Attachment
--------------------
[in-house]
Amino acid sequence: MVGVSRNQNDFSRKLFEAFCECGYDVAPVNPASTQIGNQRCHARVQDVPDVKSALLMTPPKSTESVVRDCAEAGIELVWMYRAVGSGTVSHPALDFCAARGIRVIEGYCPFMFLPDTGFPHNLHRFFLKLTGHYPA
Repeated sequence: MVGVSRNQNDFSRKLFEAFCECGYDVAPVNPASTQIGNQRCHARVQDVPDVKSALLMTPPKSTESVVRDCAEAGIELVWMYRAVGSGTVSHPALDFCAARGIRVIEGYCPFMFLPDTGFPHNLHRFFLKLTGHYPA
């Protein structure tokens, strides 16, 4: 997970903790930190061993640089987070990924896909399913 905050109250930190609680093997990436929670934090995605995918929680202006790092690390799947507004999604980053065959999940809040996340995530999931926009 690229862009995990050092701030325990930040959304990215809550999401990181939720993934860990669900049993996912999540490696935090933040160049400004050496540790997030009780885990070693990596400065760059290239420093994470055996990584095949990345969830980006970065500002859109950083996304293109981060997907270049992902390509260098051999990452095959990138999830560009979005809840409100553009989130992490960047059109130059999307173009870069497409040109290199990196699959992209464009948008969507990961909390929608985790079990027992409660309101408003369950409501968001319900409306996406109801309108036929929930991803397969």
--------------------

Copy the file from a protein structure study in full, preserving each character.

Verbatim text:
[in-house]
Amino acid sequence: MVGVSRNQNDFSRKLFEAFCECGYDVAPVNPASTQIGNQRCHARVQDVPDVKSALLMTPPKSTESVVRDCAEAGIELVWMYRAVGSGTVSHPALDFCAARGIRVIEGYCPFMFLPDTGFPHNLHRFFLKLTGHYPA
Repeated sequence: MVGVSRNQNDFSRKLFEAFCECGYDVAPVNPASTQIGNQRCHARVQDVPDVKSALLMTPPKSTESVVRDCAEAGIELVWMYRAVGSGTVSHPALDFCAARGIRVIEGYCPFMFLPDTGFPHNLHRFFLKLTGHYPA
């Protein structure tokens, strides 16, 4: 997970903790930190061993640089987070990924896909399913 905050109250930190609680093997990436929670934090995605995918929680202006790092690390799947507004999604980053065959999940809040996340995530999931926009 690229862009995990050092701030325990930040959304990215809550999401990181939720993934860990669900049993996912999540490696935090933040160049400004050496540790997030009780885990070693990596400065760059290239420093994470055996990584095949990345969830980006970065500002859109950083996304293109981060997907270049992902390509260098051999990452095959990138999830560009979005809840409100553009989130992490960047059109130059999307173009870069497409040109290199990196699959992209464009948008969507990961909390929608985790079990027992409660309101408003369950409501968001319900409306996406109801309108036929929930991803397969």